Back and Forth – Kerala’s Trolling Culture Is Heading to New Lows

Where do we draw the line between harassment and disagreement?


On the 13th of October, the Women in Cinema Collective held a press conference in Ernakulam to discuss matters related to women and the Malayalam Film Industry. The press meet raised a lot of curiosity coming as it did in the wave of the #MeToo movement that has been taking the celebrity world by storm. 

"We feel disrespected, insulted and angry," said Parvathy.

Helmed by Parvathy, Revathy, Padmapriya, Bina Paul and prominent Anjali Menon, script writer Deedi Damodaran and actresses Rima Kallingal, Ramya Nambeesan and Sajitha Madhathil the meet was another outright attack on the functioning of the AMMa body which the WCC claims is being insensitive and biased towards women in the industry.

The actresses also recounted a pervasive misogyny in the industry as well as alleged lack of action in the AMMa body with regards to the Dileep controversy. The actor is accused of paying a hitman to molest another prominent actress last year. 

The "pongala" is a Malayali tradition that has evolved from a real-life tradition associated with prosperity and purification to an internet flame war that draws trolls like a moth to the flame. While Malayalis are generally a sarcastic and outright satirical bunch, the flame wars usually take an ugly turn when women or dissenting opinions that differ from popular narratives arise. The people who express such opinions (even harmless ones) may simply be trolled into oblivion or flooded with horrific levels of vitriol and abuse until they give in.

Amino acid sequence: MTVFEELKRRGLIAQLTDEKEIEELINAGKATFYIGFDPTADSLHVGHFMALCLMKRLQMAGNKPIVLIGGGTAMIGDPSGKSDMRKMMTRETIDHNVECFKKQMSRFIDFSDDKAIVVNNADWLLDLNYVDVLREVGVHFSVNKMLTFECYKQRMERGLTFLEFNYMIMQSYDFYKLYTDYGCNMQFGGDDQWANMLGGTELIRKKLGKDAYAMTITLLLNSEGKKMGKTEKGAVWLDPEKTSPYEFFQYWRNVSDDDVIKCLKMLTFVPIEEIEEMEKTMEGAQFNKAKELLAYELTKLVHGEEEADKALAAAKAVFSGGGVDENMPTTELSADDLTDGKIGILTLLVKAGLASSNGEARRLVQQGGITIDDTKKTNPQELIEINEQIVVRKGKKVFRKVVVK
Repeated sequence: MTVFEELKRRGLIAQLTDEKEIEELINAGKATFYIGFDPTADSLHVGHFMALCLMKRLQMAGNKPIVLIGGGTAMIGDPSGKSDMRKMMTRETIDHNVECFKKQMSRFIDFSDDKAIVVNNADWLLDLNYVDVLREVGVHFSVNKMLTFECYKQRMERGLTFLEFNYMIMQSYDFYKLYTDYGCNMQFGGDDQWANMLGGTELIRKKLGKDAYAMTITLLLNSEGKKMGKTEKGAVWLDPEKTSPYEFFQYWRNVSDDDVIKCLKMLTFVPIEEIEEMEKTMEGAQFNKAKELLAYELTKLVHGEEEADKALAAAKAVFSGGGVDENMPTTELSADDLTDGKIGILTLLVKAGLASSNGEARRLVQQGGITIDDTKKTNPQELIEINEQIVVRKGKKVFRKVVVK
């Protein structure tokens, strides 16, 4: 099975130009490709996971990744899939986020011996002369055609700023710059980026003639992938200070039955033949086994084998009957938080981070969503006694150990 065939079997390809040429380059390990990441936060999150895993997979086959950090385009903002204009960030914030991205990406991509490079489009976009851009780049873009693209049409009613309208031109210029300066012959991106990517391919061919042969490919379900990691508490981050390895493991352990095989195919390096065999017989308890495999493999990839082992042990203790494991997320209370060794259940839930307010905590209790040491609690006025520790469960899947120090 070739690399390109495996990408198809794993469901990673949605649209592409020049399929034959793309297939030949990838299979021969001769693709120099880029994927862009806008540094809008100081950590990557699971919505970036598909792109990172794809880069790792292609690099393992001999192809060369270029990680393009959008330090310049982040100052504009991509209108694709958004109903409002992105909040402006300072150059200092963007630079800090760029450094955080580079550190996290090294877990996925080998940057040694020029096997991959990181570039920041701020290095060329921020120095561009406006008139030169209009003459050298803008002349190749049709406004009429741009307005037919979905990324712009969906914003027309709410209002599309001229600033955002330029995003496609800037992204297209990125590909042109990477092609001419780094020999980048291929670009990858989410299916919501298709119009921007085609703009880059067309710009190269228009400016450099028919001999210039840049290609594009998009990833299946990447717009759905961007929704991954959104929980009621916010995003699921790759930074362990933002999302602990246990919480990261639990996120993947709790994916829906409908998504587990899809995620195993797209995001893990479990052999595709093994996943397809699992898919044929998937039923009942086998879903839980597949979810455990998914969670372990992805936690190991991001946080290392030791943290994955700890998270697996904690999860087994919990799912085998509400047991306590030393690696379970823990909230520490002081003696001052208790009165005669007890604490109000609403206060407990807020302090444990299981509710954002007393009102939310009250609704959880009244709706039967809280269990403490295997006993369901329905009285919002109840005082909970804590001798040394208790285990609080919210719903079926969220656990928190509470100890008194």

Malayalam actress Anna Rajan was viciously trolled by Mammooty fans for saying that the actor could play her father on-screen. Yes you read that right. She was eventually forced to issue a tearful apology.

Actress Parvathy Thiruvoth was sent rape treats and was incessantly insulted on social media for being "ugly" and "unattractive" because she expressed the opinion that a scene in the Mammooty-starrer Kasaba was misogynistic.

Roopesh Peethambaran was heavily trolled for fans for expressing a negative opinion about the Nivin Pauly-starrer Richie.

Now the WCC is facing daily threats and online harassment simply for existing. 

These are only the tip of the iceberg. 

Disagreements are a part of daily life. They require a skill called "communication" and the ability to respect differences even when you don't agree. This sentiment seems to be absent in the average Malayali online troll whose reactionary views only extend to juvenile insults such as "skirt washer" and a colourful repertoire of swear words which only serve to hide the troll's own fragile ego. 

The internet is a great place to connect but it is not a place to harass and flood people with your intense wishes to rape and murder their family members simply because they disagree with you. 

It's time we actually stood up to this nonsense and policed our own language and behaviour on the internet. The internet is no longer an anonymous forum where one can run rampant - it has real world consequences. A good dose of cyber-etiquette classes and some heavy lectures on cyber-bullying is necessary to educate the coming generation not to fall into the trap of this odious thinking. 

Let the WCC talk. They too have a right to their voice. 

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Back and Forth – Kerala’s Trolling Culture Is Heading to New Lows

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